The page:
When Jane Owen first arrived at Montana State University, she had her eyes on a degree in business administration. Her freshman class catalog showed a list of television electives, which was the influence Owen needed. The Oregon native ditched business administration (much to her mother’s dismay) and focused on a degree in film and television production.
In college, she landed a job at KUSM, the first public broadcasting station in the Rocky Mountains. Then, she headed to San Diego and took on a range of industry jobs — camera operation, audio controls, and editing services — for documentaries and magazine shows.
“I’m more interested in people,” she says. “I think life has an interesting story most of the time.” Six years ago, her husband Steve became an attorney for Evansville-based Traylor Bros., a construction company he had worked with in California. Here, the mother of three (Bryn, 12; Blake, 10; and Laurel, 5) launched One Chick Productions, creating videos for nonprofits such as the Welborn Baptist Foundation, the Boys & Girls Club of Evansville, and the Junior League of Evansville. The latter’s series of public service announcements aired on WNIN and earned a regional Emmy nomination. Her current project, expected this spring, shares the beats of a popular drum line, the Boom Squad.
I watched MTV when it first came on the air. I think that was 1982. (MTV first aired on Aug. 1, 1982, with The Buggles’ “Video Killed the Radio Star.”) I was in high school. I don’t remember the first music video I watched, but I bought a music video compilation for $80. Can you believe VHS tapes were $80? I had to special-order it, and it was Duran Duran’s (self-titled) album. They had done videos of the entire album, and it was one of the first times that music videos had taken on more than a bunch of guys jumping around in a public access studio. They actually made a story out of their songs with nice cinematography and lighting. It fascinated me.
The stuff I was doing in college and some of the stuff I was doing for KUSM were stories about people. My senior project, which won an award, was called A Place to Rest: A Story of Hospice. I’ve filmed cattle brandings from the back of a truck on a ranch where they’re catching the cattle and branding them.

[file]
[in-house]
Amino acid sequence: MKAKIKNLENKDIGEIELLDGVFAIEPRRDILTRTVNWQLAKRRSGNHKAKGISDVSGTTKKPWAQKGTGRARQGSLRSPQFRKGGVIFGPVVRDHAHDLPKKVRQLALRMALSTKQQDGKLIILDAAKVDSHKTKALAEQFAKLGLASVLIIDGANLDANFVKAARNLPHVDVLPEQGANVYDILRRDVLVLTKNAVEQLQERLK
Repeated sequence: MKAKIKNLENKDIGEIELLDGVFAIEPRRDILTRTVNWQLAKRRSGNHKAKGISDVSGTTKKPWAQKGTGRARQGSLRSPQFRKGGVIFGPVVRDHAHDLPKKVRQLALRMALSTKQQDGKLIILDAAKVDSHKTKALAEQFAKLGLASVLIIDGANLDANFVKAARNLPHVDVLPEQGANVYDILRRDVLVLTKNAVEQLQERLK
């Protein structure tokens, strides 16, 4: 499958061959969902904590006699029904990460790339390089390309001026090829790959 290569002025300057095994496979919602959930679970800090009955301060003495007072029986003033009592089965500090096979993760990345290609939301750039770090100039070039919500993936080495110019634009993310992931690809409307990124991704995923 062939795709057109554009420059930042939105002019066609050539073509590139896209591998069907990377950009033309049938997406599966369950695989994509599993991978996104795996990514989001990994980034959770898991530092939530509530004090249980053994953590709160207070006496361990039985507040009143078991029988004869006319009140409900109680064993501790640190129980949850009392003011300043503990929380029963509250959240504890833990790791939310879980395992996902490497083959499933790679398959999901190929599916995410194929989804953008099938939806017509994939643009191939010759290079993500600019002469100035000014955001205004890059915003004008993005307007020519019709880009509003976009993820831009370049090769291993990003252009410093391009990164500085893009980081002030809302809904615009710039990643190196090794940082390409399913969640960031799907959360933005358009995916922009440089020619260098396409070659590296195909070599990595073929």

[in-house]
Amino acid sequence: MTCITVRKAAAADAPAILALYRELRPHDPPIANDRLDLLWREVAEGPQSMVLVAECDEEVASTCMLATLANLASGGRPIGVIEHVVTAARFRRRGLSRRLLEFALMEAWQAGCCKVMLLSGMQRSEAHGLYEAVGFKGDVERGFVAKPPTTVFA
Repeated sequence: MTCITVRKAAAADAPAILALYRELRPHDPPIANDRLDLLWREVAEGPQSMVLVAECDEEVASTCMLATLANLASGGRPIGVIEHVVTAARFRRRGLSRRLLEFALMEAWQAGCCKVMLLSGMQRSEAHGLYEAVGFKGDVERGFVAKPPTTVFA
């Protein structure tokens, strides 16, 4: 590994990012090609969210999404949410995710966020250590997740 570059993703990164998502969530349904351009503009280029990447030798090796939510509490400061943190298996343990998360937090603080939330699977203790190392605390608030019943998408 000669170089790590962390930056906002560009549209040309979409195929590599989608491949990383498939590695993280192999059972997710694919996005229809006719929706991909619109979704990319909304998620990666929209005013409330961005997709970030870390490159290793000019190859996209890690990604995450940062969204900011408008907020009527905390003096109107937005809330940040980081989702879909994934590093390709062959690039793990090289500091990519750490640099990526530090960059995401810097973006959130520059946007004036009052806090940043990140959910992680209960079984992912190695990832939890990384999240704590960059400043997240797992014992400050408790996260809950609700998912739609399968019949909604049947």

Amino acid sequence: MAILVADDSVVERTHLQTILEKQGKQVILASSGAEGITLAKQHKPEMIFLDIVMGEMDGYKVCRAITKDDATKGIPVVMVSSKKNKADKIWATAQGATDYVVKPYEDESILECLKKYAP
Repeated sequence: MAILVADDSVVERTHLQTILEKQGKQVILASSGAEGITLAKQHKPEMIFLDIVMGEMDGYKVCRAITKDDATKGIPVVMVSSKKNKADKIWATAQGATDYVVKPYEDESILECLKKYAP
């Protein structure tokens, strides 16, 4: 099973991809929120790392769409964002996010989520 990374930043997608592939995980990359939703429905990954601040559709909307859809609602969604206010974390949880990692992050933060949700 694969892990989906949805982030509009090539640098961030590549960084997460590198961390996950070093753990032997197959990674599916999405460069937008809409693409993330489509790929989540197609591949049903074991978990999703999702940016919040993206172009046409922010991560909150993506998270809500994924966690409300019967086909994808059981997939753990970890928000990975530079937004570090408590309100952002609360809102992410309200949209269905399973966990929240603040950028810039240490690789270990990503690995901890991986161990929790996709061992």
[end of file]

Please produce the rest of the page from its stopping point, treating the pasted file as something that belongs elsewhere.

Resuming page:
In California, I was pulling cable for a live show with Dana Carvey. He was at the height of his career with Saturday Night Live. Luckily, I wasn’t doing camera; I was just helping the camera guy. I couldn’t stop laughing, so he started to tell the jokes to me, and it made it hard to do my job. I was losing it.
When we moved here, I was so out of my element. I’ve been east of the Rockies, but I’ve never spent a whole lot of time. I had taken a 10-year hiatus raising my children, and I didn’t know what I was going to do here after the kids had gone into school. I had even looked at going back to college for interior decorating. Finally, I landed at the Junior League — this group of women who are just powerhouses. I thought, “I used to be good at something.”
The world behind the lens changes me. It changes my personality. It may not seem like it here, but I’m absolutely petrified to walk into a room full of people. I don’t know what to say to people. I usually say the wrong things, and I feel like an idiot. If I have a camera with me, I’m confident, I’ve got a purpose, and I’m fearless. I can ask just about any question. I can go up and talk to anybody.
Good stories are everywhere. They’re absolutely everywhere. I don’t feel like I need to look that hard. For example, I was sitting in a Junior League meeting once, and they brought in the Boom Squad. Just sitting in that performance, I thought, “That’s a story.”
To learn more about Jane Owen’s videos, visit www.onechickproductions.com.